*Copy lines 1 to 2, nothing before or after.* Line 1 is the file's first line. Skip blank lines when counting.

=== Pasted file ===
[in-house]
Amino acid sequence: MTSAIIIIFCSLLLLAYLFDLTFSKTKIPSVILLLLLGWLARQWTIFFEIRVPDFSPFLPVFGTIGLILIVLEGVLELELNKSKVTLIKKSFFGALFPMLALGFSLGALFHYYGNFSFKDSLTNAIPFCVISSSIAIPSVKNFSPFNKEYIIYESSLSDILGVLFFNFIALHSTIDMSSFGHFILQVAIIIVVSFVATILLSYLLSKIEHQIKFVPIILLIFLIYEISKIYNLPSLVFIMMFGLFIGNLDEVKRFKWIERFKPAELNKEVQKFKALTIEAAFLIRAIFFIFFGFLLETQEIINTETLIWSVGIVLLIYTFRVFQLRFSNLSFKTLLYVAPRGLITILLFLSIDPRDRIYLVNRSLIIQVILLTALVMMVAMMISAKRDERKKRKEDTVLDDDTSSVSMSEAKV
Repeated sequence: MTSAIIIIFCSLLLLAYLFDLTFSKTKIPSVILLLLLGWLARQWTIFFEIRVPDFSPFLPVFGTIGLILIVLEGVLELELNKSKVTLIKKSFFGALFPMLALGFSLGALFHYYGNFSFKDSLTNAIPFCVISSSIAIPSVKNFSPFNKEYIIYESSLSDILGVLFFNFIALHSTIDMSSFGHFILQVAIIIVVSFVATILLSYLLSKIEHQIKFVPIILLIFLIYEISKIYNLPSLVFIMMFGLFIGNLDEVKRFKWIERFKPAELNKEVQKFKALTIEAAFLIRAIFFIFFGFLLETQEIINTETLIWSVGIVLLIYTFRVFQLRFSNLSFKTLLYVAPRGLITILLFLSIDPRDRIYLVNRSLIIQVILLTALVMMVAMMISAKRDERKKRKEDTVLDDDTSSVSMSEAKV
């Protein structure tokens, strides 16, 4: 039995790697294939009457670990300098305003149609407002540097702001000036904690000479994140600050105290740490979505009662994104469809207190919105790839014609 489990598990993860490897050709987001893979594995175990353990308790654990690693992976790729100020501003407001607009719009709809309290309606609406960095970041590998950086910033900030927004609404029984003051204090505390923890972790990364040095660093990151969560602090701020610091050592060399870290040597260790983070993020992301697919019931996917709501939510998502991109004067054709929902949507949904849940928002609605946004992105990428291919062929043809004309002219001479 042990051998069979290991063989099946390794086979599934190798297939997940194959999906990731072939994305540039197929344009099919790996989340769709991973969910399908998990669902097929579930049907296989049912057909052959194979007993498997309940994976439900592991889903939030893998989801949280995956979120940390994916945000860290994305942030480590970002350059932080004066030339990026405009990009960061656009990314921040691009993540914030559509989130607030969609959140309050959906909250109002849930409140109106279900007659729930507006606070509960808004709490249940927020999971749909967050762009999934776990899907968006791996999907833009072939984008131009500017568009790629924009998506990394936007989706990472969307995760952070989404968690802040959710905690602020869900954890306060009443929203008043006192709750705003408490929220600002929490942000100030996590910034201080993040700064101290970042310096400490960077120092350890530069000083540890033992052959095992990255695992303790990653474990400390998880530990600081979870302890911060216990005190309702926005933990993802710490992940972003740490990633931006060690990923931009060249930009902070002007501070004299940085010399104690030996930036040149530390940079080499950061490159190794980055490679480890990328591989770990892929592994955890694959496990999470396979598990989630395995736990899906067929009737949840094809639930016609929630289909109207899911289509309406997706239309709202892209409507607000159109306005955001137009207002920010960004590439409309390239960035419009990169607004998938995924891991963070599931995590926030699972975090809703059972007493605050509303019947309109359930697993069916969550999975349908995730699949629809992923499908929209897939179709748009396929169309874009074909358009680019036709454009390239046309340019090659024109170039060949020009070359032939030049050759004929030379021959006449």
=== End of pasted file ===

[in-house]
Amino acid sequence: MTSAIIIIFCSLLLLAYLFDLTFSKTKIPSVILLLLLGWLARQWTIFFEIRVPDFSPFLPVFGTIGLILIVLEGVLELELNKSKVTLIKKSFFGALFPMLALGFSLGALFHYYGNFSFKDSLTNAIPFCVISSSIAIPSVKNFSPFNKEYIIYESSLSDILGVLFFNFIALHSTIDMSSFGHFILQVAIIIVVSFVATILLSYLLSKIEHQIKFVPIILLIFLIYEISKIYNLPSLVFIMMFGLFIGNLDEVKRFKWIERFKPAELNKEVQKFKALTIEAAFLIRAIFFIFFGFLLETQEIINTETLIWSVGIVLLIYTFRVFQLRFSNLSFKTLLYVAPRGLITILLFLSIDPRDRIYLVNRSLIIQVILLTALVMMVAMMISAKRDERKKRKEDTVLDDDTSSVSMSEAKV